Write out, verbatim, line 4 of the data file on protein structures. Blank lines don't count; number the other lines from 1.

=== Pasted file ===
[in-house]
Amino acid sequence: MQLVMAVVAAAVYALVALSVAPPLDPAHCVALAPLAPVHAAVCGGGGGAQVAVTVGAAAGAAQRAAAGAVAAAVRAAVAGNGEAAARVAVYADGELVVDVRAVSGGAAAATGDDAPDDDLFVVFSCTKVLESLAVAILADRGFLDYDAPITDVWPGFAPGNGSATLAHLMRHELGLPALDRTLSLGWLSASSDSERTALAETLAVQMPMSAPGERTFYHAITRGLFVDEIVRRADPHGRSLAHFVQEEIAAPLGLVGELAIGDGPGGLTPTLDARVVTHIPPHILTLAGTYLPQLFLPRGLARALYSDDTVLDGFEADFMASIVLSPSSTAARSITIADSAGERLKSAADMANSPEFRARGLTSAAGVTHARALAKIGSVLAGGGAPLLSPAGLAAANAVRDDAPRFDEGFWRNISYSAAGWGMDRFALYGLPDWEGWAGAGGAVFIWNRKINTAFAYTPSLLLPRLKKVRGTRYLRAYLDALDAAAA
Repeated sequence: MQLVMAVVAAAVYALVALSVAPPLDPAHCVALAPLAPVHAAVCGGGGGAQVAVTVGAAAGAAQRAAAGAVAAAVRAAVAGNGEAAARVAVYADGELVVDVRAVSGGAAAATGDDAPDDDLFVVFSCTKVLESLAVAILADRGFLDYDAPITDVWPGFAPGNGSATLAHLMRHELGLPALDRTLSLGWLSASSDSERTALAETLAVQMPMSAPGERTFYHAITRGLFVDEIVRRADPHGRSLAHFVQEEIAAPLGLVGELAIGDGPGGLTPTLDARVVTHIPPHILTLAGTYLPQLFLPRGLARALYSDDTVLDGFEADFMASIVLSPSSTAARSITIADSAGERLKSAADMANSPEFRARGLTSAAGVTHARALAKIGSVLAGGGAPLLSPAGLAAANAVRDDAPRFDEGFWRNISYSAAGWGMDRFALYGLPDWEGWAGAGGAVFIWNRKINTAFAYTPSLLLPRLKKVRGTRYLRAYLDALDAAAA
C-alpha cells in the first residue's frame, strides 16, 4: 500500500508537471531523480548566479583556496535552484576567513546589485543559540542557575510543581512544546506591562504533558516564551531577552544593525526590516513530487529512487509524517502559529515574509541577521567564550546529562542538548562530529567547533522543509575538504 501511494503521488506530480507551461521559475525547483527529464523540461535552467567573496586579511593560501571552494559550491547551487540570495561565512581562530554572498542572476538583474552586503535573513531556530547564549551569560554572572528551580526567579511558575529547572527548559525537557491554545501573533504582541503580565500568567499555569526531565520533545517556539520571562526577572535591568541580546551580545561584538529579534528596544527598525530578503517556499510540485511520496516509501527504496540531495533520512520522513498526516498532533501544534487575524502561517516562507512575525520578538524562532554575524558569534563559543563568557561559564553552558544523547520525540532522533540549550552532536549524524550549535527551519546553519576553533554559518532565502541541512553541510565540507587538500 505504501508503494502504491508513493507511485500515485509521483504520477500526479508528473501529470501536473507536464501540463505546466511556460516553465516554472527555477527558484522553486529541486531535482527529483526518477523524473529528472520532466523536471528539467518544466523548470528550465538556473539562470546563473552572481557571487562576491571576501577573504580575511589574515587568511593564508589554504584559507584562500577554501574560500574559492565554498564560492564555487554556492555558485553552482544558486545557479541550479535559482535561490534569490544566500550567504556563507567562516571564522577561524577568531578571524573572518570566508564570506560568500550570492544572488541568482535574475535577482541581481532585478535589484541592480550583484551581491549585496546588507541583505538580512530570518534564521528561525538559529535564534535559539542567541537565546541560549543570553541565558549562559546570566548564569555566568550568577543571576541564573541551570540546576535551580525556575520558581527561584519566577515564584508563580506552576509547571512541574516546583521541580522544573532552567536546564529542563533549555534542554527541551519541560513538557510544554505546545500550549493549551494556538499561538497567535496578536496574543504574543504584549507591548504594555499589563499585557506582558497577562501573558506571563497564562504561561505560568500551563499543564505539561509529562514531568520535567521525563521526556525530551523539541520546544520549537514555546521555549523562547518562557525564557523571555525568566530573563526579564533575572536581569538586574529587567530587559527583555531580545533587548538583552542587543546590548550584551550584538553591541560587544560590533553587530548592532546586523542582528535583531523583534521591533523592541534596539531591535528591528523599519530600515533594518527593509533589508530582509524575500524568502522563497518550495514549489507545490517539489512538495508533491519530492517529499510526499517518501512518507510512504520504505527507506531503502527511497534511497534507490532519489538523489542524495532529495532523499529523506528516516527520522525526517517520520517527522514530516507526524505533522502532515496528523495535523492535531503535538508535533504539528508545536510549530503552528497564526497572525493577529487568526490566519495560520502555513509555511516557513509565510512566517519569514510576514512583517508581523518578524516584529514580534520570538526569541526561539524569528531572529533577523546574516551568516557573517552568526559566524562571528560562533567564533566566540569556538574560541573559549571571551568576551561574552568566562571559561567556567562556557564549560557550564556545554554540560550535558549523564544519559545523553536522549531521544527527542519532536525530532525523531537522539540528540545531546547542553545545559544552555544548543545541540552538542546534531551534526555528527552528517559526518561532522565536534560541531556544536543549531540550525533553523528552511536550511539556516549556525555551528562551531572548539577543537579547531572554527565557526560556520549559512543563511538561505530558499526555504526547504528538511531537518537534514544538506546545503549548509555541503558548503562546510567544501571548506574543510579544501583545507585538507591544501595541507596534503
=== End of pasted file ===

C-alpha cells in the first residue's frame, strides 16, 4: 500500500508537471531523480548566479583556496535552484576567513546589485543559540542557575510543581512544546506591562504533558516564551531577552544593525526590516513530487529512487509524517502559529515574509541577521567564550546529562542538548562530529567547533522543509575538504 501511494503521488506530480507551461521559475525547483527529464523540461535552467567573496586579511593560501571552494559550491547551487540570495561565512581562530554572498542572476538583474552586503535573513531556530547564549551569560554572572528551580526567579511558575529547572527548559525537557491554545501573533504582541503580565500568567499555569526531565520533545517556539520571562526577572535591568541580546551580545561584538529579534528596544527598525530578503517556499510540485511520496516509501527504496540531495533520512520522513498526516498532533501544534487575524502561517516562507512575525520578538524562532554575524558569534563559543563568557561559564553552558544523547520525540532522533540549550552532536549524524550549535527551519546553519576553533554559518532565502541541512553541510565540507587538500 505504501508503494502504491508513493507511485500515485509521483504520477500526479508528473501529470501536473507536464501540463505546466511556460516553465516554472527555477527558484522553486529541486531535482527529483526518477523524473529528472520532466523536471528539467518544466523548470528550465538556473539562470546563473552572481557571487562576491571576501577573504580575511589574515587568511593564508589554504584559507584562500577554501574560500574559492565554498564560492564555487554556492555558485553552482544558486545557479541550479535559482535561490534569490544566500550567504556563507567562516571564522577561524577568531578571524573572518570566508564570506560568500550570492544572488541568482535574475535577482541581481532585478535589484541592480550583484551581491549585496546588507541583505538580512530570518534564521528561525538559529535564534535559539542567541537565546541560549543570553541565558549562559546570566548564569555566568550568577543571576541564573541551570540546576535551580525556575520558581527561584519566577515564584508563580506552576509547571512541574516546583521541580522544573532552567536546564529542563533549555534542554527541551519541560513538557510544554505546545500550549493549551494556538499561538497567535496578536496574543504574543504584549507591548504594555499589563499585557506582558497577562501573558506571563497564562504561561505560568500551563499543564505539561509529562514531568520535567521525563521526556525530551523539541520546544520549537514555546521555549523562547518562557525564557523571555525568566530573563526579564533575572536581569538586574529587567530587559527583555531580545533587548538583552542587543546590548550584551550584538553591541560587544560590533553587530548592532546586523542582528535583531523583534521591533523592541534596539531591535528591528523599519530600515533594518527593509533589508530582509524575500524568502522563497518550495514549489507545490517539489512538495508533491519530492517529499510526499517518501512518507510512504520504505527507506531503502527511497534511497534507490532519489538523489542524495532529495532523499529523506528516516527520522525526517517520520517527522514530516507526524505533522502532515496528523495535523492535531503535538508535533504539528508545536510549530503552528497564526497572525493577529487568526490566519495560520502555513509555511516557513509565510512566517519569514510576514512583517508581523518578524516584529514580534520570538526569541526561539524569528531572529533577523546574516551568516557573517552568526559566524562571528560562533567564533566566540569556538574560541573559549571571551568576551561574552568566562571559561567556567562556557564549560557550564556545554554540560550535558549523564544519559545523553536522549531521544527527542519532536525530532525523531537522539540528540545531546547542553545545559544552555544548543545541540552538542546534531551534526555528527552528517559526518561532522565536534560541531556544536543549531540550525533553523528552511536550511539556516549556525555551528562551531572548539577543537579547531572554527565557526560556520549559512543563511538561505530558499526555504526547504528538511531537518537534514544538506546545503549548509555541503558548503562546510567544501571548506574543510579544501583545507585538507591544501595541507596534503